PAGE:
EurekAlert! - Medicine and Health
Study examines prostate cancer treatment decisions
Mon, 27 Jan 2020 00:00:00 EST
(Vanderbilt University Medical Center) A five-year follow-up study of more than 2,000 US men who received prostate cancer treatment is creating a road map for future patients regarding long-term bowel, bladder and sexual function in order to clarify expectations and enable men to make informed choices about care.
Research leads to life changing improvement for some people living with depression
Mon, 27 Jan 2020 00:00:00 EST
(University of Calgary) UCalgary researchers have completed a study investigating the effects of two different methods of deep brain stimulation (DBS), short pulse and long pulse, for treatment-resistant depression. The findings showed that both methods of stimulation were equally safe and effective in reducing depressive symptoms. Some study participants have experienced a massive positive change in their lives.
An old plant virus inspires the design of a modern vaccine to fight against malaria
Mon, 27 Jan 2020 00:00:00 EST
(Walter Reed Army Institute of Research) WRAIR scientists demonstrated that a novel, second-generation malaria vaccine candidate based on the tobacco mosaic virus may offer protection against Plasmodium falciparum malaria. Malaria, infecting approximately 228 million individuals in 2018, remains a meaningful threat to public health, regional stability and deploying Service Members. This research shows that the TMV coat protein can also be highly effective as a vaccine scaffold to refocus the host immune system to the most vulnerable epitopes on circumsporozoite protein.
Discovery could help slow down progression of Parkinson's disease
Mon, 27 Jan 2020 00:00:00 EST
(Rutgers University) A collaboration between scientists at Rutgers University and Scripps Research leads to the discovery of a small molecule that may slow down or stop the progression of Parkinson's disease
A way to look younger is right under your nose, UCLA-led study finds
Mon, 27 Jan 2020 00:00:00 EST
(University of California - Los Angeles Health Sciences) Rhinoplasty, or cosmetic nose surgery, may make a woman look up to three years younger, according to a new study led by researchers at UCLA that used a type of artificial intelligence known as machine learning.
AI can jump-start radiation therapy for cancer patients
Mon, 27 Jan 2020 00:00:00 EST
(UT Southwestern Medical Center) Artificial intelligence can help cancer patients start their radiation therapy sooner -- and thereby decrease the odds of the cancer spreading -- by instantly translating complex clinical data into an optimal plan of attack.
Nanoparticle chomps away plaques that cause heart attacks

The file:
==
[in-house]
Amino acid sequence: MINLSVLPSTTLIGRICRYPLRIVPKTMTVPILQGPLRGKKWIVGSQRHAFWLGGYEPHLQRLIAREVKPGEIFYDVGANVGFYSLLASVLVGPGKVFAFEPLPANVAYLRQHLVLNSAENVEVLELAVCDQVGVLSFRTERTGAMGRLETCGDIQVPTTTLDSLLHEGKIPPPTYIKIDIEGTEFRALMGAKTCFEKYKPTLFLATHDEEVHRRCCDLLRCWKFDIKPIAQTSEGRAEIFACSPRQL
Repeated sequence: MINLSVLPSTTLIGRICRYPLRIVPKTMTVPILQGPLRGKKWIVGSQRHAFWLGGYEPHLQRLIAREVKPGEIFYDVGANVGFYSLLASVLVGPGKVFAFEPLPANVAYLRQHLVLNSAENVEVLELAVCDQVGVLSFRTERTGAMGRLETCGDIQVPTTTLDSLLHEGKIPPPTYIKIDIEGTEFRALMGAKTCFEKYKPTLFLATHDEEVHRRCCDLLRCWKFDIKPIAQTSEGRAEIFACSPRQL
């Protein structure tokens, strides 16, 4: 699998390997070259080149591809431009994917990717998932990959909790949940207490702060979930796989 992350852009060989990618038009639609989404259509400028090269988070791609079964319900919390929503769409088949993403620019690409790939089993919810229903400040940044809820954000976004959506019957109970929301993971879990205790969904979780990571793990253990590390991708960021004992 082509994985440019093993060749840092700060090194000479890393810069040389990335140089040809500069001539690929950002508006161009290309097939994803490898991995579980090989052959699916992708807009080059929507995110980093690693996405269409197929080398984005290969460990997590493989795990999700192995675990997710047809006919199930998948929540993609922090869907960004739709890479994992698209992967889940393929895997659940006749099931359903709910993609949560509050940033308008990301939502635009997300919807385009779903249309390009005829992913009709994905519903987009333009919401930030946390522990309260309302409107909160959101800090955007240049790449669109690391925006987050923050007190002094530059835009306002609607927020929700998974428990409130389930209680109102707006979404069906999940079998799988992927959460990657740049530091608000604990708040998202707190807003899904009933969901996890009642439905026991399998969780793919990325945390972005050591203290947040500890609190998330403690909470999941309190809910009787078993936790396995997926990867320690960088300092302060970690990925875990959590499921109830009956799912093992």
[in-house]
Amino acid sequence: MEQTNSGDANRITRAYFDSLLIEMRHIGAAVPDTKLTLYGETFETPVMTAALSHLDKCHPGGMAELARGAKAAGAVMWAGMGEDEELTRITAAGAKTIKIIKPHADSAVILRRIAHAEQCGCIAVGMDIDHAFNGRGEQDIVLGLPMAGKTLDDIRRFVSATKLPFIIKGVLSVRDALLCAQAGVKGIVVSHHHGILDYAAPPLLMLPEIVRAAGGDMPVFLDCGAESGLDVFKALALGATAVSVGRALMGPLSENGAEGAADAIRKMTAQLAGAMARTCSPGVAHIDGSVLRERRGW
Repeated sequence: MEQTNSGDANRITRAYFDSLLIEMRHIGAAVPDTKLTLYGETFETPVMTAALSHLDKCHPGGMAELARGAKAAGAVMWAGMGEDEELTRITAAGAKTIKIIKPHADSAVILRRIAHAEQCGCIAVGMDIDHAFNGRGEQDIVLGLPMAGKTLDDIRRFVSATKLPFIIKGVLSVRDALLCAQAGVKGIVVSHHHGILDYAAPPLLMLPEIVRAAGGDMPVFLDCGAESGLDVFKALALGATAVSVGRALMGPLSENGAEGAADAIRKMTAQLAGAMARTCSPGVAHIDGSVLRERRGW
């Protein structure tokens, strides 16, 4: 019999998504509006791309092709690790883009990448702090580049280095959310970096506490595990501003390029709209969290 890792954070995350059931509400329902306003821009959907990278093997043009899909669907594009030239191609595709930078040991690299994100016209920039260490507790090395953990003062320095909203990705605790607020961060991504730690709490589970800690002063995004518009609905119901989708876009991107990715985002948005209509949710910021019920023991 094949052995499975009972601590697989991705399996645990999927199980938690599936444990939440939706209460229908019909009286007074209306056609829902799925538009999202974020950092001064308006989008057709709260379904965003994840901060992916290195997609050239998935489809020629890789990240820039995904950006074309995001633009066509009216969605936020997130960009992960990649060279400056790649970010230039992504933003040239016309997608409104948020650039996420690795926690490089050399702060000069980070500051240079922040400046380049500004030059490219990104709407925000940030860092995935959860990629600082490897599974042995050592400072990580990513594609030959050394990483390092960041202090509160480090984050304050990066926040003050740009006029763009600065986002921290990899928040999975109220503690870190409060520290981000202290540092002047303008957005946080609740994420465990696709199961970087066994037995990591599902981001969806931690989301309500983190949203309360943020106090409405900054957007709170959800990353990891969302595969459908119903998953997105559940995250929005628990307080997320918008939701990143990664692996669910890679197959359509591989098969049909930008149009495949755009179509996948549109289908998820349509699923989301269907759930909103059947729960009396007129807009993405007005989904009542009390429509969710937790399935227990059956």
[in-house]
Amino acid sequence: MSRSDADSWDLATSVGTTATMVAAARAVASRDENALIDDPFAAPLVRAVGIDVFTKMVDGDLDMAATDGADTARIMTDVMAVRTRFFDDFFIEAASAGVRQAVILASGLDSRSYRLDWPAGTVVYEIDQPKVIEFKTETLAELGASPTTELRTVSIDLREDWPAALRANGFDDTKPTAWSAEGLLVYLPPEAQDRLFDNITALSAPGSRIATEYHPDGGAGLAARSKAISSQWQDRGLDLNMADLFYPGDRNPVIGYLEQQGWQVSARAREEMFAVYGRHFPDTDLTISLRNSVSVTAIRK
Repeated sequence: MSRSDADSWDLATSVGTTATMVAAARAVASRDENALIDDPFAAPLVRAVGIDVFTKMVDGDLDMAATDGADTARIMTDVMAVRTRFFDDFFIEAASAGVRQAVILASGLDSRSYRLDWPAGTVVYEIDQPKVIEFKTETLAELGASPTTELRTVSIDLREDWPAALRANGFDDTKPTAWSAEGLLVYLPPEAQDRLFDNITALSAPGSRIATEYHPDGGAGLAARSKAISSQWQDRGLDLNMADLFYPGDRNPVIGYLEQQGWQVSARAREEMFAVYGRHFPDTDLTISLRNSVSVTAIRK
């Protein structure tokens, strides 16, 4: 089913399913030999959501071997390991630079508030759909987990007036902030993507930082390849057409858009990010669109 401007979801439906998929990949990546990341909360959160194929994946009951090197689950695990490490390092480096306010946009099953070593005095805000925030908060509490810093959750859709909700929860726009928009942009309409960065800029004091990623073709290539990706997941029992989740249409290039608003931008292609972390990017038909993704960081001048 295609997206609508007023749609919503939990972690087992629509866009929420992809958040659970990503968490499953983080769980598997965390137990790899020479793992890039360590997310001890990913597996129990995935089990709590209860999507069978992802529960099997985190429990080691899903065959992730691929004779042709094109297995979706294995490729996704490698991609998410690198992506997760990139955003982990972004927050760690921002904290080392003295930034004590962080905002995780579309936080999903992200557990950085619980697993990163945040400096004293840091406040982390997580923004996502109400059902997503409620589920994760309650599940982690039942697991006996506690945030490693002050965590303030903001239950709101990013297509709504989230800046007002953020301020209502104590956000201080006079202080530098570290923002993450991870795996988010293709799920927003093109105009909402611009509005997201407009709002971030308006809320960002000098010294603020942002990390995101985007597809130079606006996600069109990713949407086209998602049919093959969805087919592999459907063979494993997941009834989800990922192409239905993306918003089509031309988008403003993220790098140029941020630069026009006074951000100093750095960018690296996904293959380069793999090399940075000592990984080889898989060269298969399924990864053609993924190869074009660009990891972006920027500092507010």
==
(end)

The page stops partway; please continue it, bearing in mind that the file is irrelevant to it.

Mon, 27 Jan 2020 00:00:00 EST
(Michigan State University) Michigan State University and Stanford University scientists have invented a nanoparticle that eats away -- from the inside out -- portions of plaques that cause heart attacks.
Effects of contact between minority and majority groups more complex than once believed
Mon, 27 Jan 2020 00:00:00 EST
(University of Massachusetts Amherst) For more than 50 years, social scientists and practitioners have suggested that having members of different groups interact with each other can be an effective tool for reducing prejudice. But emerging research points to a more complex and nuanced understanding of the effects of contact between groups, say Linda Tropp at the University of Massachusetts Amherst and Tabea Hässler, leader of a multi-national research team based at the University of Zurich, Switzerland.
Stand Up To Cancer announces gastric cancer interception research team
Mon, 27 Jan 2020 00:00:00 EST
(Stand Up To Cancer) A new SU2C team to intercept gastric cancer, led by Andrew T. Chan, MD, MPH, (Harvard Medical School) and Sandra Ryeom, PhD, (University of Pennsylvania) with researchers from University of Chicago, City of Hope, Memorial Sloan Kettering Cancer Center and Samsung Medical Center (Seoul, Korea) will receive $3MM team to seek biomarkers, such DNA and cells shed from the tumor circulating in the blood system, indicating the presence of gastric cancer.
A brain link to STI/HIV sexual risk
Mon, 27 Jan 2020 00:00:00 EST
(University of Pennsylvania School of Nursing) Data show that young adult women in the United States have high rates of sexually transmitted infections (STIs) that increase their risk of HIV. Though epidemiologic and behavioral factors for risk have been studied, we know very little about brain factors that may be linked to STI/ HIV sexual risk.
Study finds association between therapy time, length of stay after hip fracture surgery
Mon, 27 Jan 2020 00:00:00 EST
(George Washington University) Researchers in the George Washington University Advanced Metrics Lab found that a hip fracture patient's length of stay in a rehabilitation facility has a greater impact on functional independence than therapy time per day
Gene scissors against incurable muscular disease
Mon, 27 Jan 2020 00:00:00 EST
(Technical University of Munich (TUM)) Duchenne type muscular dystrophy (DMD) is the most common hereditary muscular disease among children, leaving them wheelchair-bound before the age of twelve and reducing life expectancy. Researchers at Technical University of Munich (TUM), Ludwig Maximilian University of Munich (LMU) and the German Research Center for Environmental Health (Helmholtz Zentrum München) have developed a gene therapy that may provide permanent relief for those suffering from DMD.